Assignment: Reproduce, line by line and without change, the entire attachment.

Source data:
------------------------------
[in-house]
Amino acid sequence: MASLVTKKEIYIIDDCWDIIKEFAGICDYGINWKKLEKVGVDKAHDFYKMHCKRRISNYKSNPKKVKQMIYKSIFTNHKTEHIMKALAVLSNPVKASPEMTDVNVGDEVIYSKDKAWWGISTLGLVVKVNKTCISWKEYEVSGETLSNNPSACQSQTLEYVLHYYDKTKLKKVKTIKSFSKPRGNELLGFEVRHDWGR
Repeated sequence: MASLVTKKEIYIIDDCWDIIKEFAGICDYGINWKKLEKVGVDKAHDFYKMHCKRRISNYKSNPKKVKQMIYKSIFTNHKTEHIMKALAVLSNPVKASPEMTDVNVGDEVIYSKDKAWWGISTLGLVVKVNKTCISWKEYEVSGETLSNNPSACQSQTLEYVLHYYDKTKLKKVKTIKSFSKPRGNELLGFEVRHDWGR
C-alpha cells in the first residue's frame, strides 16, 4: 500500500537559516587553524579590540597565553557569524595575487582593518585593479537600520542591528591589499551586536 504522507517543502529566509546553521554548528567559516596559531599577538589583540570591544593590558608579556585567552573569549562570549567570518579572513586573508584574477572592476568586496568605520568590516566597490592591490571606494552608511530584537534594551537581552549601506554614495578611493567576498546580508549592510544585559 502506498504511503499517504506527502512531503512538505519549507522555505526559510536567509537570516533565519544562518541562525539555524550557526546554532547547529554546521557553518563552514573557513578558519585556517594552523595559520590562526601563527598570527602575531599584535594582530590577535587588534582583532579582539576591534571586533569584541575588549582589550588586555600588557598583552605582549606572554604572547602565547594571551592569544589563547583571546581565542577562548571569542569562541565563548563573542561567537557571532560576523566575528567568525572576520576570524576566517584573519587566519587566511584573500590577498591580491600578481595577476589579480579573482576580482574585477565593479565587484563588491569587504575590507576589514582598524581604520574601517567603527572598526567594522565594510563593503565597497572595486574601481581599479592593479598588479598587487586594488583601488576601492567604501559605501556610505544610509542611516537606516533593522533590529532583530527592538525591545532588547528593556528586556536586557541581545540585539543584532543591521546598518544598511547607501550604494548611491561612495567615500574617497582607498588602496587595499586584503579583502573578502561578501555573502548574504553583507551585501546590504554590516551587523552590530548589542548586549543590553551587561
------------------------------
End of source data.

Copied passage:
[in-house]
Amino acid sequence: MASLVTKKEIYIIDDCWDIIKEFAGICDYGINWKKLEKVGVDKAHDFYKMHCKRRISNYKSNPKKVKQMIYKSIFTNHKTEHIMKALAVLSNPVKASPEMTDVNVGDEVIYSKDKAWWGISTLGLVVKVNKTCISWKEYEVSGETLSNNPSACQSQTLEYVLHYYDKTKLKKVKTIKSFSKPRGNELLGFEVRHDWGR
Repeated sequence: MASLVTKKEIYIIDDCWDIIKEFAGICDYGINWKKLEKVGVDKAHDFYKMHCKRRISNYKSNPKKVKQMIYKSIFTNHKTEHIMKALAVLSNPVKASPEMTDVNVGDEVIYSKDKAWWGISTLGLVVKVNKTCISWKEYEVSGETLSNNPSACQSQTLEYVLHYYDKTKLKKVKTIKSFSKPRGNELLGFEVRHDWGR
C-alpha cells in the first residue's frame, strides 16, 4: 500500500537559516587553524579590540597565553557569524595575487582593518585593479537600520542591528591589499551586536 504522507517543502529566509546553521554548528567559516596559531599577538589583540570591544593590558608579556585567552573569549562570549567570518579572513586573508584574477572592476568586496568605520568590516566597490592591490571606494552608511530584537534594551537581552549601506554614495578611493567576498546580508549592510544585559 502506498504511503499517504506527502512531503512538505519549507522555505526559510536567509537570516533565519544562518541562525539555524550557526546554532547547529554546521557553518563552514573557513578558519585556517594552523595559520590562526601563527598570527602575531599584535594582530590577535587588534582583532579582539576591534571586533569584541575588549582589550588586555600588557598583552605582549606572554604572547602565547594571551592569544589563547583571546581565542577562548571569542569562541565563548563573542561567537557571532560576523566575528567568525572576520576570524576566517584573519587566519587566511584573500590577498591580491600578481595577476589579480579573482576580482574585477565593479565587484563588491569587504575590507576589514582598524581604520574601517567603527572598526567594522565594510563593503565597497572595486574601481581599479592593479598588479598587487586594488583601488576601492567604501559605501556610505544610509542611516537606516533593522533590529532583530527592538525591545532588547528593556528586556536586557541581545540585539543584532543591521546598518544598511547607501550604494548611491561612495567615500574617497582607498588602496587595499586584503579583502573578502561578501555573502548574504553583507551585501546590504554590516551587523552590530548589542548586549543590553551587561